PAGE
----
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My reading nook-to-be.

A hint of things to come:

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Lonely ottoman seeks chair friend…

I am giving away a $100 Wayfair gift card (in the form of a promotional code) to one lucky reader! Go ahead, brighten up your home, too! (Or, heck, get that food processor you’ve always wanted! Or some fitness equipment! They have everything!)

To Enter: Leave a comment below telling me one thing you’d like to get if you were to win the gift card. You must name the item and link to the item on Wayfair. (Obviously, are you NOT obligated to buy that particular item with your gift card, should you win!)

Good luck, and thanks for reading!

Disclosure: Wayfair provided me with a $100 gift card for this post. All opinions are my own.

Rules: No purchase necessary. By leaving a comment you agree to the rules of this sweepstakes. Each comment to this post equals one entry and must include a name and valid email address to be eligible. A comment must link to a product from Wayfair.com to be considered for this sweepstakes. One entry per household. Limited to entrants over 18 in the US and Canada, residents of Florida, New York, and Rhode Island are ineligible to enter. Contest begins at of the time of this post and ends on May 11, 2014 at 8 p.m. EST. The winner will receive a Wayfair gift card/promo code, a retail value of $100 US. The number of eligible entries received will determine the odds of winning. All comments will be numbered in the order they are received and the winner will be chosen randomly by It’s Not Like a Cat using the Random Number Generator at random.org.  Winner will be notified by email at the address given in their entry and must respond within 72 hours to receive their prize. If the winner does not respond within that time, a new winner will be chosen. The prize will be provided by Wayfair.com. It’s Not Like a Cat is not responsible for any problems with receipt of the prize. This contest is governed by the rules of Massachusetts, void where prohibited. This sweepstakes is sponsored by Wayfair LLC, 177 Huntington Ave., Boston, MA, 02115.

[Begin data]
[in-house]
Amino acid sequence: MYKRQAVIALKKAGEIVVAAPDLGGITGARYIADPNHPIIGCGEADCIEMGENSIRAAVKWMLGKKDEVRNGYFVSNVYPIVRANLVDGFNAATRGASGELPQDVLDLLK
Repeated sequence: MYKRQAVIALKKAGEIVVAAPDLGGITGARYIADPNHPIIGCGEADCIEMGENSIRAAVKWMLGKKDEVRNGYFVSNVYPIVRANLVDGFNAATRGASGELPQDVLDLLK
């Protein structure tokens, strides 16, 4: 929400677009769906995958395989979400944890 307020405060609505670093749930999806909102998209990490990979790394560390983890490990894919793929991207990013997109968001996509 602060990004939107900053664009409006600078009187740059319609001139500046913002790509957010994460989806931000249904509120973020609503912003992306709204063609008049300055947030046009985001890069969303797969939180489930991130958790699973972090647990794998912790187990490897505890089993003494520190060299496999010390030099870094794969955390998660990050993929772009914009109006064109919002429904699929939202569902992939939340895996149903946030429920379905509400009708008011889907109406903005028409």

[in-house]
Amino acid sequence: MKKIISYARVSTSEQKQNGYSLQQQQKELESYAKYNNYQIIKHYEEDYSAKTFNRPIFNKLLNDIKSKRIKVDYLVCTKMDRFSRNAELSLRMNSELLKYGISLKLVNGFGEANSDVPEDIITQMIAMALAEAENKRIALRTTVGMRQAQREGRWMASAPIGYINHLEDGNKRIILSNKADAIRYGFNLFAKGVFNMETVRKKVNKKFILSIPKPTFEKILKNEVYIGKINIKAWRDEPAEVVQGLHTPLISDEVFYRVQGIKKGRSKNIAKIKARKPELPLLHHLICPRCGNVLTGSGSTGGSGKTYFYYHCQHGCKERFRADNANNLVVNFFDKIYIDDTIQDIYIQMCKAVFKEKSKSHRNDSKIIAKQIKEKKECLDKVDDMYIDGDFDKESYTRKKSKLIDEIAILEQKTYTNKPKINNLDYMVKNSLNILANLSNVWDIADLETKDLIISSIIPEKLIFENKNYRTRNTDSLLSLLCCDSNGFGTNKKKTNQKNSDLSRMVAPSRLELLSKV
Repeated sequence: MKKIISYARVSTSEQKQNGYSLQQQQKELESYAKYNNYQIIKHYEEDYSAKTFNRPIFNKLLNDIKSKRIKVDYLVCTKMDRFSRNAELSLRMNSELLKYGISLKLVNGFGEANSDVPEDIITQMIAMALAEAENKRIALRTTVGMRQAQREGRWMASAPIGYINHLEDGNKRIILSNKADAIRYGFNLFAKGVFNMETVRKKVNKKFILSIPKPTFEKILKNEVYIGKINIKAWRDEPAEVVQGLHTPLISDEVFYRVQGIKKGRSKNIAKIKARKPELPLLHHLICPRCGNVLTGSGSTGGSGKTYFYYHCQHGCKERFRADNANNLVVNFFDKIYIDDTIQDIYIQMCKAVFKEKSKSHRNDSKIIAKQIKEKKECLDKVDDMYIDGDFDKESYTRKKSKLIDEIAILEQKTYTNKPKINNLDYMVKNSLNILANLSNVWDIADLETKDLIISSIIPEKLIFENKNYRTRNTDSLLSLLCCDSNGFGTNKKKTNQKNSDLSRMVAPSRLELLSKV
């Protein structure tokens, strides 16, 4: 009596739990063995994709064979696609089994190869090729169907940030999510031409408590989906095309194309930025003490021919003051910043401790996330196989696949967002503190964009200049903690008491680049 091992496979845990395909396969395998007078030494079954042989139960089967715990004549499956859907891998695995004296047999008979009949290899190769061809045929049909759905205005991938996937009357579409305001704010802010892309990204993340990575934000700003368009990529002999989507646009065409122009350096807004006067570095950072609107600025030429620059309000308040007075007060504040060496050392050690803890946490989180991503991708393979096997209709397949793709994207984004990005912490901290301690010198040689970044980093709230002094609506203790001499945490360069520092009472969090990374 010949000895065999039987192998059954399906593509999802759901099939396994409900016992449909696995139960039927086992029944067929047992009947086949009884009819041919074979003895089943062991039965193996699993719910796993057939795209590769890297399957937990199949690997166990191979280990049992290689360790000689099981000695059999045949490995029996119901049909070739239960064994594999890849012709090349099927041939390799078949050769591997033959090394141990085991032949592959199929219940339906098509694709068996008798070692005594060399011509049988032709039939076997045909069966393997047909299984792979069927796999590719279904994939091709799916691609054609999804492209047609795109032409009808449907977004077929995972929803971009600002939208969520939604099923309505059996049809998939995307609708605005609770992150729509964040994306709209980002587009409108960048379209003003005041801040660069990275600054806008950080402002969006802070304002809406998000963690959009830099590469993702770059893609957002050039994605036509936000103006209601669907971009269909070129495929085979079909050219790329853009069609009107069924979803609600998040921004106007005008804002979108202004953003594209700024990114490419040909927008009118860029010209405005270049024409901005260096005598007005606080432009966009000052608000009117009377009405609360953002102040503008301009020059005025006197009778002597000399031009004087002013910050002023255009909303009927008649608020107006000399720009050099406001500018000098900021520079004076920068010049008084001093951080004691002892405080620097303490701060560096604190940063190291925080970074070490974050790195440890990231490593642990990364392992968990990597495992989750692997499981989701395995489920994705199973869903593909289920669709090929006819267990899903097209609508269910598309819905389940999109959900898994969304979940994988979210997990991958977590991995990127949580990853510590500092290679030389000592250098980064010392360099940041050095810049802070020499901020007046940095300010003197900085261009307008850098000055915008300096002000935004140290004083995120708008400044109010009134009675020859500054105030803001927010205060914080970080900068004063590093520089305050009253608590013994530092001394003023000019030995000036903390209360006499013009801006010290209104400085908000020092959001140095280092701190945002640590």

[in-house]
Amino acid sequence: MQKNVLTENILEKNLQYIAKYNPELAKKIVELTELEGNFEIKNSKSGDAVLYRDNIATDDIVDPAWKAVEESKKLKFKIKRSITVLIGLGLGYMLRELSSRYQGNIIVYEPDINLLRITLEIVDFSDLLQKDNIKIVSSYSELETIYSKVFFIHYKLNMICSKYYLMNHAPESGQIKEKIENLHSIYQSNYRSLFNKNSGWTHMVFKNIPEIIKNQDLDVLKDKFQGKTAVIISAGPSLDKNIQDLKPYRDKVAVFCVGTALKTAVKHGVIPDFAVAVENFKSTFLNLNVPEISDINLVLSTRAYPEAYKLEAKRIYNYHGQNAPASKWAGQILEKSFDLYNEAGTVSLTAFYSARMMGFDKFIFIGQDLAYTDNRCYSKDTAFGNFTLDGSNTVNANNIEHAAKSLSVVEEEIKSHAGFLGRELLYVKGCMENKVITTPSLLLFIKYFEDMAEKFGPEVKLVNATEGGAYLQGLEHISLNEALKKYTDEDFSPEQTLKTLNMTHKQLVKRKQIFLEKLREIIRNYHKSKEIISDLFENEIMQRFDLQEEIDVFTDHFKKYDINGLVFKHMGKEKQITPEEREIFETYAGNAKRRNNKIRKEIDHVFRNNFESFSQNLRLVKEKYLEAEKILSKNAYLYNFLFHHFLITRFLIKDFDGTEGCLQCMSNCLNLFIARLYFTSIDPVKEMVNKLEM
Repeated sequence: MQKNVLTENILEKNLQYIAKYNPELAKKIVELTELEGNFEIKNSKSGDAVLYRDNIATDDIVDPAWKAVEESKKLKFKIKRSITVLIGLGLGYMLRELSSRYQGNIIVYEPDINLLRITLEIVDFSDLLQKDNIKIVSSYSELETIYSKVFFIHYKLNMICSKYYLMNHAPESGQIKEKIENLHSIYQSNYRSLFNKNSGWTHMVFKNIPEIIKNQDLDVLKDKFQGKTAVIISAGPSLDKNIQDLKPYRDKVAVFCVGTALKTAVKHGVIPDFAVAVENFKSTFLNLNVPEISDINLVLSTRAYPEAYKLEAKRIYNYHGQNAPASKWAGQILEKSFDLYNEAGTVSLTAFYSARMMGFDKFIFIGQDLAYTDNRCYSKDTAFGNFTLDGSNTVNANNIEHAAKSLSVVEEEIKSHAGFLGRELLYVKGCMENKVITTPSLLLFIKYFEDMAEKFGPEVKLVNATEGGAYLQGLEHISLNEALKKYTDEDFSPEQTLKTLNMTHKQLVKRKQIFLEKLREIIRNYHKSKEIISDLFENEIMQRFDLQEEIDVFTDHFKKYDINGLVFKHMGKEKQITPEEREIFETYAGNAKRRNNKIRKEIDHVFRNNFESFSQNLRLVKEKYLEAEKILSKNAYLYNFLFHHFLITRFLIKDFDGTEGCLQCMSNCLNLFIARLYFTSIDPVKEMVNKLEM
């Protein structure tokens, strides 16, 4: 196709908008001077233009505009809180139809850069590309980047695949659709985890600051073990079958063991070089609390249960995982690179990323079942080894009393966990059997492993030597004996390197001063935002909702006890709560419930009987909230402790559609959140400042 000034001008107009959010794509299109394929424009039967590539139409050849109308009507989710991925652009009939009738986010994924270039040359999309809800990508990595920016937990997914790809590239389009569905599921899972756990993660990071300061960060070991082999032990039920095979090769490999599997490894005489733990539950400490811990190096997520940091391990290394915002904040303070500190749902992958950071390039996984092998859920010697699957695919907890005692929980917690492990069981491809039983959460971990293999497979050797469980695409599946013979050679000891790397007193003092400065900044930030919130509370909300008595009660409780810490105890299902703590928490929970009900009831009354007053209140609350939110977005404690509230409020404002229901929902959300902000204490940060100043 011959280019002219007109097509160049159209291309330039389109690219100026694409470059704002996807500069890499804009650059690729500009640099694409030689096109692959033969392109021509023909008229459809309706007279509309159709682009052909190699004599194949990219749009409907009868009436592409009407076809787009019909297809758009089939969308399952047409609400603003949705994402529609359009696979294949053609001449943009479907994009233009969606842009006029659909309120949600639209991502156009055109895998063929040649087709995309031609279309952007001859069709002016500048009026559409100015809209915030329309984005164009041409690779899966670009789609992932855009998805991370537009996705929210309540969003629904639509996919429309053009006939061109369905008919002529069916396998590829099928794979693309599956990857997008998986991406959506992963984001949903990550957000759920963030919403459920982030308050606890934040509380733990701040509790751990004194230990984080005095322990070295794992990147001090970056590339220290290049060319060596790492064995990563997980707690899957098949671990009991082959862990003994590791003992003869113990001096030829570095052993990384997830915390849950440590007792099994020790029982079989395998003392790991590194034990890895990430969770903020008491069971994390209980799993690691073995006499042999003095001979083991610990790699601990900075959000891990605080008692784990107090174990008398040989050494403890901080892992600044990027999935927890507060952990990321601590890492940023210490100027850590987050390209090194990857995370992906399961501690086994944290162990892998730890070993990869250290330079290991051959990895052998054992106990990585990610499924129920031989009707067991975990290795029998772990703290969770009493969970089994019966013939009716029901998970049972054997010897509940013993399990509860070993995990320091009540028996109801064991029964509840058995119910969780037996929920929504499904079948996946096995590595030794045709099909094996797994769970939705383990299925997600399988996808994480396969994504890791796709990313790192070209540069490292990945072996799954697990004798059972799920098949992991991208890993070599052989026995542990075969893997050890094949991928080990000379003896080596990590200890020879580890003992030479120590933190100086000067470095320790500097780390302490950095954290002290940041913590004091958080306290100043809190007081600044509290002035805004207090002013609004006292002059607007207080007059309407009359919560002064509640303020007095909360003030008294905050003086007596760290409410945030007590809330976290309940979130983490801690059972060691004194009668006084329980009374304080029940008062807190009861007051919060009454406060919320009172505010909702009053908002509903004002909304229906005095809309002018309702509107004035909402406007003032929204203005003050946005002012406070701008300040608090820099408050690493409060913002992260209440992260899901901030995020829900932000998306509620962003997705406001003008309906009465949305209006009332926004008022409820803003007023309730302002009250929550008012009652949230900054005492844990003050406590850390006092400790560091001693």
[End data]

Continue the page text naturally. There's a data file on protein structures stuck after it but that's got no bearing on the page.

Let eMeals Do Your Meal Planning–and Holiday Menus!